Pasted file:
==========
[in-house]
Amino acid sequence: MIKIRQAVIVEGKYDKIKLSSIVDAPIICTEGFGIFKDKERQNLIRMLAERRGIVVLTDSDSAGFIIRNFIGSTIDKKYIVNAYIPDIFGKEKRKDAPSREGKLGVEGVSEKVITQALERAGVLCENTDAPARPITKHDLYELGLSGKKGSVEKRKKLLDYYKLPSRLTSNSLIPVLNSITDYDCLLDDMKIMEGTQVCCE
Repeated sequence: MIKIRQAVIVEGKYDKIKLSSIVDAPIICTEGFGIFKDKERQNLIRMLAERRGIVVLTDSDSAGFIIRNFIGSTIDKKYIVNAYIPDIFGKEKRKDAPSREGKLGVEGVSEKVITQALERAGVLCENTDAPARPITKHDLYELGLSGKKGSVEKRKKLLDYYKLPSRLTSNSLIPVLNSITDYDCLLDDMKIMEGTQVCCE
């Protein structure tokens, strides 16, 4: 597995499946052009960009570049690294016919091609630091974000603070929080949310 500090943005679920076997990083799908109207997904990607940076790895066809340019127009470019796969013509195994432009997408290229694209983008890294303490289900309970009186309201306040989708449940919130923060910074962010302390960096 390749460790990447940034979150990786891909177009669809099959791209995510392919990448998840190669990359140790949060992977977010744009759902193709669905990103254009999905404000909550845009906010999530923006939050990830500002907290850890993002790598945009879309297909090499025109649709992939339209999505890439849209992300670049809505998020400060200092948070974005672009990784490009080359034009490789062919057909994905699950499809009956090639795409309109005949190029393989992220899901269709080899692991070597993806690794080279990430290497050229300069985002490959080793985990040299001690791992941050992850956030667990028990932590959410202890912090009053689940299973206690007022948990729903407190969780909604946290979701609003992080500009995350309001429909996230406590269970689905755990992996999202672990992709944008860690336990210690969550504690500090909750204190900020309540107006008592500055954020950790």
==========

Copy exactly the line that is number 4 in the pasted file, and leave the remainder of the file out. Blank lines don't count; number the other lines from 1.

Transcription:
């Protein structure tokens, strides 16, 4: 597995499946052009960009570049690294016919091609630091974000603070929080949310 500090943005679920076997990083799908109207997904990607940076790895066809340019127009470019796969013509195994432009997408290229694209983008890294303490289900309970009186309201306040989708449940919130923060910074962010302390960096 390749460790990447940034979150990786891909177009669809099959791209995510392919990448998840190669990359140790949060992977977010744009759902193709669905990103254009999905404000909550845009906010999530923006939050990830500002907290850890993002790598945009879309297909090499025109649709992939339209999505890439849209992300670049809505998020400060200092948070974005672009990784490009080359034009490789062919057909994905699950499809009956090639795409309109005949190029393989992220899901269709080899692991070597993806690794080279990430290497050229300069985002490959080793985990040299001690791992941050992850956030667990028990932590959410202890912090009053689940299973206690007022948990729903407190969780909604946290979701609003992080500009995350309001429909996230406590269970689905755990992996999202672990992709944008860690336990210690969550504690500090909750204190900020309540107006008592500055954020950790």